In a democracy that prides itself on the rule of law, no one in Canada is above the law, even – and especially – those charged with enforcing it, i.e. law enforcement agencies and their members. Nothing subverts the faith a society has in its legal institutions more than the belief that laws are not applied equally to all citizens, irrespective of their social status or the power and influence they wield. We rightfully demand that there is one law for all and that all are subject to it.
Recently in Canada, there has been some debate over a technique used by law enforcement agencies that has come to be known as the ‘Mr. Big’ practice and which some have seen as overzealous. Developed reportedly by the RCMP some decades ago, Mr. Big operations are ones in which a suspected criminal is led to believe that a large illegal (yet fictitious) outfit wants him to join and, once a trusting relationship has been established, the unwitting criminal confesses to having committed an offence, allowing the police to gain evidence to use in court.
The Supreme Court of Canada declared its discomfort with the tactic in rulings issued in 2014 (the Court stated that the Mr. Big approach could be used, albeit carefully, and that the alleged criminal cannot be put in a position where he feels that he is coerced or fearful of serious physical harm should he not give Mr. Big the response he wants). The debate over the tactic has also surfaced in two recent terrorist trials.
In 2013 John Nuttall and Amanda Korody were arrested after placing pressure cooker bombs near the BC Legislature on Canada Day. After being convicted by a jury, the couple had their charges thrown out when an appeals judge found that the RCMP had essentially entrapped the pair in what amounted to a Mr. Big-style operation.
More recently, in an ongoing trial in Quebec, a judge has ruled that the RCMP’s use of the technique, and the evidence gained through it, were in fact admissible in court. As a result, the trial of Ismael Habib, who has been charged with trying to leave Canada to join IS, can continue.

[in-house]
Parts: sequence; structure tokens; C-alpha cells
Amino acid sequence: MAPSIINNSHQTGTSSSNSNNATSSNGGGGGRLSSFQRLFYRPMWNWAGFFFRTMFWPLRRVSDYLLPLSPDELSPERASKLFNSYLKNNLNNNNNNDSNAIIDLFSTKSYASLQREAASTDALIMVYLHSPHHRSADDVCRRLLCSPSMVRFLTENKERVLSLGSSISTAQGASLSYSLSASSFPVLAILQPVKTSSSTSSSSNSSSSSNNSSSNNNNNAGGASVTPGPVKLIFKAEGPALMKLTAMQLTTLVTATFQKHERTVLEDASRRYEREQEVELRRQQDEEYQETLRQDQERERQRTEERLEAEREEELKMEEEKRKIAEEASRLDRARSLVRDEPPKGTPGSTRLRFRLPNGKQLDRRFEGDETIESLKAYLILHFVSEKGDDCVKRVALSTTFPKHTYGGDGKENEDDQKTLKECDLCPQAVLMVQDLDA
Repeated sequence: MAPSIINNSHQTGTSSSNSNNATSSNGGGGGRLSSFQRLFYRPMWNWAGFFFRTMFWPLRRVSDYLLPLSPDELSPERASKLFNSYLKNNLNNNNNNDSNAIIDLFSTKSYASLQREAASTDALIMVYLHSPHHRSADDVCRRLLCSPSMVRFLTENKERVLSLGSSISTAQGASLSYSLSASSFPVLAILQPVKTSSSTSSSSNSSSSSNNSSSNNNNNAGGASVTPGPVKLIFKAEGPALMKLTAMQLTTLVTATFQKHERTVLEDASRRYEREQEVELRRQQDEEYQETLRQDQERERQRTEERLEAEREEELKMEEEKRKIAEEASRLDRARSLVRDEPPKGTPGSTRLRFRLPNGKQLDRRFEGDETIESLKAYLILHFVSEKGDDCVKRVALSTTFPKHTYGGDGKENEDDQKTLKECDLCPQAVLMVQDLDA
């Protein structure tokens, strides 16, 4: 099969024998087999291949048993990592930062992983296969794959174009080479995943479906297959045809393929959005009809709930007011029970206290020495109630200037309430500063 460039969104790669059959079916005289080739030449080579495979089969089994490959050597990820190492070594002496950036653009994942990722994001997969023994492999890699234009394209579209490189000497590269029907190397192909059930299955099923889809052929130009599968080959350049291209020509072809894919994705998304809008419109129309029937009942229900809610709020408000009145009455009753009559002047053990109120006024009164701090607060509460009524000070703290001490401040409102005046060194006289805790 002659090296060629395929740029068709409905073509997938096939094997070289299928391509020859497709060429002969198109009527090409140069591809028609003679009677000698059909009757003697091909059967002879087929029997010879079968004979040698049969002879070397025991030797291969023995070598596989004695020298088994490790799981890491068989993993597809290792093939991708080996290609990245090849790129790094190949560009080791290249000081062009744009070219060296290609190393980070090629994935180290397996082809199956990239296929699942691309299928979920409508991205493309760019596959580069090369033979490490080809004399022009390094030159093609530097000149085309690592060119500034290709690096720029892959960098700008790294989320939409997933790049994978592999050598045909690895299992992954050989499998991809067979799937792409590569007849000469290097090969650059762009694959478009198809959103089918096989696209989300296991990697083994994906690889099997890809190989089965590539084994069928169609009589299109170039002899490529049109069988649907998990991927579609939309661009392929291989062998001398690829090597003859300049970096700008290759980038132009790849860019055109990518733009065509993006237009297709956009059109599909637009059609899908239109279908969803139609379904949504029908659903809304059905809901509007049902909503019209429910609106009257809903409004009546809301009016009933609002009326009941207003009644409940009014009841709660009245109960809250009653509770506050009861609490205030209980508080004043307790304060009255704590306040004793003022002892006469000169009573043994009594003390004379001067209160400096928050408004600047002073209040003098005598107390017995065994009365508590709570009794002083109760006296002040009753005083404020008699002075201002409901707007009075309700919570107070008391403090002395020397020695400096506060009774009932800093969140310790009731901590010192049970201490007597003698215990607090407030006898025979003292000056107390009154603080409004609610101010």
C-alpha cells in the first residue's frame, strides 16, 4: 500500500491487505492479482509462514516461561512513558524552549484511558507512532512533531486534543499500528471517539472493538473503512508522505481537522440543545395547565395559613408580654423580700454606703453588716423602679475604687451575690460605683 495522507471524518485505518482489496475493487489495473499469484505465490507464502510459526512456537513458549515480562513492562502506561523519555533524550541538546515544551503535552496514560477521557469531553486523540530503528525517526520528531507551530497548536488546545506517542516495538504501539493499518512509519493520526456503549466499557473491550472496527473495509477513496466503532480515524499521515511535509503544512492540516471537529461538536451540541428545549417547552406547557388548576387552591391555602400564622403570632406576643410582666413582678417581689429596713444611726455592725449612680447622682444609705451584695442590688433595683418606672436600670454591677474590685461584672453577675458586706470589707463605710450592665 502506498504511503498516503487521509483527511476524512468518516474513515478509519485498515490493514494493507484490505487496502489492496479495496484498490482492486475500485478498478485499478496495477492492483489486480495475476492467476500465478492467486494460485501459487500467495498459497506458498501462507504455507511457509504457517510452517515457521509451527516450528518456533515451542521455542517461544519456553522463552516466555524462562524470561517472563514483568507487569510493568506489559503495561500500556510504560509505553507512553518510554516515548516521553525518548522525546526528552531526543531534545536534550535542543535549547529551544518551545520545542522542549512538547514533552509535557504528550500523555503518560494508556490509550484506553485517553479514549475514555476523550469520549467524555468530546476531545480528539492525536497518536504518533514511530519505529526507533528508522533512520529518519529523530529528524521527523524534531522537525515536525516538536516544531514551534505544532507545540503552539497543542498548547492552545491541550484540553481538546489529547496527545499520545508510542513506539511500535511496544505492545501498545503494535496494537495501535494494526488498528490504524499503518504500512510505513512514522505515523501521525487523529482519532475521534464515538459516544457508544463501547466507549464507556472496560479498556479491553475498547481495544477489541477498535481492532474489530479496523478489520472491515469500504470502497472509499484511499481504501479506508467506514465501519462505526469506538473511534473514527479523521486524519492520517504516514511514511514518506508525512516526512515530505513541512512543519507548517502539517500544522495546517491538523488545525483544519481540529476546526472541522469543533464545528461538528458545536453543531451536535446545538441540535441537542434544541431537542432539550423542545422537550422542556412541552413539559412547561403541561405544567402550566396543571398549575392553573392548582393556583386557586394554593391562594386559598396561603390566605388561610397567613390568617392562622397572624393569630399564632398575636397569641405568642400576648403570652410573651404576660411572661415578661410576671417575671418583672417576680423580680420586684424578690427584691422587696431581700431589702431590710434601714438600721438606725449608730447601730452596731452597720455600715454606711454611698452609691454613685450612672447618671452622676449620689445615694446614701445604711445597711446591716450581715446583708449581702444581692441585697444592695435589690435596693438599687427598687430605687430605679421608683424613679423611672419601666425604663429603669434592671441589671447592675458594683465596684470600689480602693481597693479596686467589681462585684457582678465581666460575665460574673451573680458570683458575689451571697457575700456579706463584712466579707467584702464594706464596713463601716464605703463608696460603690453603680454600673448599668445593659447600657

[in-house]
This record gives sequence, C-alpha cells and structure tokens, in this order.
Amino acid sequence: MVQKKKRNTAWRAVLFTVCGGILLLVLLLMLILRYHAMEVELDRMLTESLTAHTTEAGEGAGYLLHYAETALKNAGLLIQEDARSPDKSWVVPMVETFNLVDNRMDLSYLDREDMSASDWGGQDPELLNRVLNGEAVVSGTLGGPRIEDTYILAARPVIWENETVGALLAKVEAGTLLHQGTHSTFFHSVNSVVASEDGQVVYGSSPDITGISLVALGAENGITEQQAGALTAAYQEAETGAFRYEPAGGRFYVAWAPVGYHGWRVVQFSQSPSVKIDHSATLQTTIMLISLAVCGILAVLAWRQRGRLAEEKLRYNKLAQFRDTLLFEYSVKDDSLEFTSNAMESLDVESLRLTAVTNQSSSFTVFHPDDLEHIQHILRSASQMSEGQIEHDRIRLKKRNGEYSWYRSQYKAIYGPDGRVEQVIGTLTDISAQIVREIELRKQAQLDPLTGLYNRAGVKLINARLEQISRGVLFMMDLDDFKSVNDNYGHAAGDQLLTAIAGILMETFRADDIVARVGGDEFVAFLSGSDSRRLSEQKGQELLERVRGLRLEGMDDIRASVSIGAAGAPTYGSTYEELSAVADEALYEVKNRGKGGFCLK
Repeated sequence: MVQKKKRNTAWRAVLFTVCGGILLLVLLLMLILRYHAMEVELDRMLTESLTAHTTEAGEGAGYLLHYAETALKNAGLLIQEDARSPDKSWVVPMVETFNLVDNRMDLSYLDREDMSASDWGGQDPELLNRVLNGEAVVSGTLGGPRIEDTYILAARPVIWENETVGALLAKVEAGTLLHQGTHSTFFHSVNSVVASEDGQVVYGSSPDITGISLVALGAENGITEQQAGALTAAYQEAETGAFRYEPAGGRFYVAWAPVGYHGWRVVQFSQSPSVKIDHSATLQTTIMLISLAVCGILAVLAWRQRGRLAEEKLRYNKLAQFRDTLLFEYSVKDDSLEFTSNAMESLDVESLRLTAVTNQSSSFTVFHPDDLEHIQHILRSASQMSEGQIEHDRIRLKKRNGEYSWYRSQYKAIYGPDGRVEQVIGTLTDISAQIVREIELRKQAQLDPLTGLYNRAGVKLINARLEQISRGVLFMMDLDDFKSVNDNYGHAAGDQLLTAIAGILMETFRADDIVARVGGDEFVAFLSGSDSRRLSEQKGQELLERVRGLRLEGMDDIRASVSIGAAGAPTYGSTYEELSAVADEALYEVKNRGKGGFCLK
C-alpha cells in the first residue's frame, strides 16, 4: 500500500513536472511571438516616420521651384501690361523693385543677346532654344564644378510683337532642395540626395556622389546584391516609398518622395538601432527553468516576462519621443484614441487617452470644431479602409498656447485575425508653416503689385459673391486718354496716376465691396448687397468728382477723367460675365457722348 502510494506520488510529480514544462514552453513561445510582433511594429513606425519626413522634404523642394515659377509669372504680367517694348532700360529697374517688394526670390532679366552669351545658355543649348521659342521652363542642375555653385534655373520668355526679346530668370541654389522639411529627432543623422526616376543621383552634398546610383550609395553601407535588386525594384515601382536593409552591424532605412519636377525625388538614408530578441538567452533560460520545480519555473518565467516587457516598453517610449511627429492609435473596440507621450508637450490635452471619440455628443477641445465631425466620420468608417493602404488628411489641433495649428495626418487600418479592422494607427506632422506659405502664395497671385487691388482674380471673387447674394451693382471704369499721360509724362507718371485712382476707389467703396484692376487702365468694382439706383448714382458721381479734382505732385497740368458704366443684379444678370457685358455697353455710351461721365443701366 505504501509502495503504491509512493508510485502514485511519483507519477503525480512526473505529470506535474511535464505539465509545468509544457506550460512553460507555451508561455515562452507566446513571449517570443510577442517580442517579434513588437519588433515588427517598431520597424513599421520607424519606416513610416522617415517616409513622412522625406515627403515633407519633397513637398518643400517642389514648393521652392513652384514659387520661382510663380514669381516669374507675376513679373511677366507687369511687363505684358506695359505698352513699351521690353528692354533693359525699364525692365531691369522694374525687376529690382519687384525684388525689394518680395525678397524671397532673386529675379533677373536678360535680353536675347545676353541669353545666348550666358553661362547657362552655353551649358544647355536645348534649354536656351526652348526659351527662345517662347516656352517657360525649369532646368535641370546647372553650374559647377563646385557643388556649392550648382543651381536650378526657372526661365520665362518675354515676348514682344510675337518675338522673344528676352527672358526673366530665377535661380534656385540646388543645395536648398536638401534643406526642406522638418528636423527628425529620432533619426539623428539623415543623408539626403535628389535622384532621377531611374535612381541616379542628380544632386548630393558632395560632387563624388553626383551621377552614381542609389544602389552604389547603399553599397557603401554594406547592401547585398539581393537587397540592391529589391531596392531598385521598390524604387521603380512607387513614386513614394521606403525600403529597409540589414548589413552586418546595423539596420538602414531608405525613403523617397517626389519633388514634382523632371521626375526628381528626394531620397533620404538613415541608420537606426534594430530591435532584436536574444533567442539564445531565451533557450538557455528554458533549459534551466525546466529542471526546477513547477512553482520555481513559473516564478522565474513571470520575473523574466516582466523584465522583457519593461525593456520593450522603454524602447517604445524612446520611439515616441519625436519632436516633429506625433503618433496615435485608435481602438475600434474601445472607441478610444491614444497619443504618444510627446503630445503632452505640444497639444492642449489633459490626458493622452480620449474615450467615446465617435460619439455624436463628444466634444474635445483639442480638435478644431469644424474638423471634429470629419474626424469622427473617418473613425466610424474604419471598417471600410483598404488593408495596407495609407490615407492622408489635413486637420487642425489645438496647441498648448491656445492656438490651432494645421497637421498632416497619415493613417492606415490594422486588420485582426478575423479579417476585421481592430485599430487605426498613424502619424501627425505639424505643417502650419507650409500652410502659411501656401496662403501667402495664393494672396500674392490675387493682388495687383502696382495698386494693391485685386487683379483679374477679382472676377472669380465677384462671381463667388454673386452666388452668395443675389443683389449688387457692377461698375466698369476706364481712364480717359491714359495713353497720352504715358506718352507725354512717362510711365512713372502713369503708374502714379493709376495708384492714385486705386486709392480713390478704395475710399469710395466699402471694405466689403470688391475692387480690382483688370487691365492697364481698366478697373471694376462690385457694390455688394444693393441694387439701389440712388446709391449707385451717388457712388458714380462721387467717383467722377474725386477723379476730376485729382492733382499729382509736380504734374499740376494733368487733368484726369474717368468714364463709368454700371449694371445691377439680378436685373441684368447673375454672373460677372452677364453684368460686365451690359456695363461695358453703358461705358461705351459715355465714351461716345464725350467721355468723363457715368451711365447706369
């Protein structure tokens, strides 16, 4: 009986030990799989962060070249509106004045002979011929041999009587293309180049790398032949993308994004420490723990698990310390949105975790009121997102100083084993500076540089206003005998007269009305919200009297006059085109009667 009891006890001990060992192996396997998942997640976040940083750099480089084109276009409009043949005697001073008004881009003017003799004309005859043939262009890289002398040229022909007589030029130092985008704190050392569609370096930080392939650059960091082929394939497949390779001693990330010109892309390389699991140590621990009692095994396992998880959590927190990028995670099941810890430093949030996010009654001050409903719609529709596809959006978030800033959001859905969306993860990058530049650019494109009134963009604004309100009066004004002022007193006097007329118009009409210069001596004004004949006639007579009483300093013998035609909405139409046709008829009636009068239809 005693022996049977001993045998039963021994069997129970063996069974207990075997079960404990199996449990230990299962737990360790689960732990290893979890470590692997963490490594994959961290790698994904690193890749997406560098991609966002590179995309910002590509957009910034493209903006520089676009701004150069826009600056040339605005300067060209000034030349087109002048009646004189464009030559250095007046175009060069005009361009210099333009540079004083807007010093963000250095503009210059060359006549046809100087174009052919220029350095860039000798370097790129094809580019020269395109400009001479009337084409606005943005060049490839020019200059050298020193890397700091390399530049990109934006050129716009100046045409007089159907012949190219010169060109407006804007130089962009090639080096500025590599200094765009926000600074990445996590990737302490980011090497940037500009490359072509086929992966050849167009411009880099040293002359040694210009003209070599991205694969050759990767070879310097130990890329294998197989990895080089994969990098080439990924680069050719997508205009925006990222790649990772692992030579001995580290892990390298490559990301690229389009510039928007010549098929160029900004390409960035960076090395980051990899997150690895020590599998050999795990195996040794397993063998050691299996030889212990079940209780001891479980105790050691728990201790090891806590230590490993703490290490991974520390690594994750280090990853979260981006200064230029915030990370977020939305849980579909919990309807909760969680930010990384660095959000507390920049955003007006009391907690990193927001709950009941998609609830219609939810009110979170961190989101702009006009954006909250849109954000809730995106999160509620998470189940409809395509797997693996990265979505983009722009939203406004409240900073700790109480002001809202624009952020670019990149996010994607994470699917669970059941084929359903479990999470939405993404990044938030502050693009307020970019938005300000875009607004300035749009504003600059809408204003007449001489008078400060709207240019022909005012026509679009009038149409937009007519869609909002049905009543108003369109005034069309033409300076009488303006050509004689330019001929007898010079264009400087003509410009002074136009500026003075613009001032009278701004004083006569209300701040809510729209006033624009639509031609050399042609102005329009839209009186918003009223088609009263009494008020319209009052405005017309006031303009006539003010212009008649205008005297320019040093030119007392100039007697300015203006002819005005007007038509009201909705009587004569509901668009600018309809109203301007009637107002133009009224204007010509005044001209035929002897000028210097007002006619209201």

Two rulings, two very different outcomes. Which one is valid? While each case must be looked at on its own merits, I will argue, not surprisingly, that the Mr. Big tactic should be allowed, especially in terrorism cases.
A terrorism investigation should ideally be carried out before an attack has taken place since doing so afterwards may serve justice but it does little for the families of the dead and wounded. In this type of inquiry, authorities are attempting to ascertain how committed a person is to the execution of a crime that is by definition motivated by ideology (political, religious or other). This is in effect conspiracy to commit terrorism. To do so, law enforcement has to see how far a person will go and to do that it has to place agents near to the potential perpetrator. That agent has to be of a similar mindset to the terrorist and not placed in situ to dissuade the suspect. Arguing about the merits of terrorism is firstly not a job for the police and secondly such action would most probably cause the suspect to go elsewhere for support, thus introducing a dangerous unknown into a legitimate investigation. A good agent seems real and supportive to the suspect and is a valuable source of intelligence/evidence as to the designs of a terrorist. That evidence in turn can be used to charge the suspect and bring the matter to court.
So long as the agent is not threatening violence, the Mr. Big approach should be considered valid under Canadian law. Rather than ‘creating’ terrorists (as was alleged in the Nuttall/Korody appeal), it is an excellent way to determine intent. Serious intent should be prosecuted. In the case where a suspect moves away from committing an act of terrorism authorities are faced with a difficult decision: does the person truly no longer pose a threat or is the change of heart temporary? The implications of choosing wrongly between these two hypotheses are enormous.
Everyone in Canada should abide by our laws and everyone who transgresses should be held to account, including our protectors. The Mr. Big tactic, however, is a very valuable counter terrorism tool and must be part of the arsenal we give those in security intelligence and law enforcement, provided it is used appropriately. Throwing it out entirely is foolish and makes us less safe.